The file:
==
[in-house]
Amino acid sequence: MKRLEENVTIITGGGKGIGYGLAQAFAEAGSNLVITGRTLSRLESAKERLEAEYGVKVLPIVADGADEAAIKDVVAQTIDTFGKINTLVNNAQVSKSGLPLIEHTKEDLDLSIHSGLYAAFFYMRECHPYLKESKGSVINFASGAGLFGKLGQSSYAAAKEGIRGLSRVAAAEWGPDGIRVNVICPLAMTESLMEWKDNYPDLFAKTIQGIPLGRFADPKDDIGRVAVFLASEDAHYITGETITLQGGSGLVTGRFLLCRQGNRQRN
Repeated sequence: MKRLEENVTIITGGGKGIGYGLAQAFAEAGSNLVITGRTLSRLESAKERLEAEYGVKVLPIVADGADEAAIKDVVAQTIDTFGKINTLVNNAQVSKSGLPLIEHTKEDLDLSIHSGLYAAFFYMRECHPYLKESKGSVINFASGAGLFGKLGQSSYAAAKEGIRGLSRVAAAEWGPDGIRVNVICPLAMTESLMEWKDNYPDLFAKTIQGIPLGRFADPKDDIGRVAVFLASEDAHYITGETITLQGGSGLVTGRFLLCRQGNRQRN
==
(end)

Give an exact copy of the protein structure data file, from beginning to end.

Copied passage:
[in-house]
Amino acid sequence: MKRLEENVTIITGGGKGIGYGLAQAFAEAGSNLVITGRTLSRLESAKERLEAEYGVKVLPIVADGADEAAIKDVVAQTIDTFGKINTLVNNAQVSKSGLPLIEHTKEDLDLSIHSGLYAAFFYMRECHPYLKESKGSVINFASGAGLFGKLGQSSYAAAKEGIRGLSRVAAAEWGPDGIRVNVICPLAMTESLMEWKDNYPDLFAKTIQGIPLGRFADPKDDIGRVAVFLASEDAHYITGETITLQGGSGLVTGRFLLCRQGNRQRN
Repeated sequence: MKRLEENVTIITGGGKGIGYGLAQAFAEAGSNLVITGRTLSRLESAKERLEAEYGVKVLPIVADGADEAAIKDVVAQTIDTFGKINTLVNNAQVSKSGLPLIEHTKEDLDLSIHSGLYAAFFYMRECHPYLKESKGSVINFASGAGLFGKLGQSSYAAAKEGIRGLSRVAAAEWGPDGIRVNVICPLAMTESLMEWKDNYPDLFAKTIQGIPLGRFADPKDDIGRVAVFLASEDAHYITGETITLQGGSGLVTGRFLLCRQGNRQRN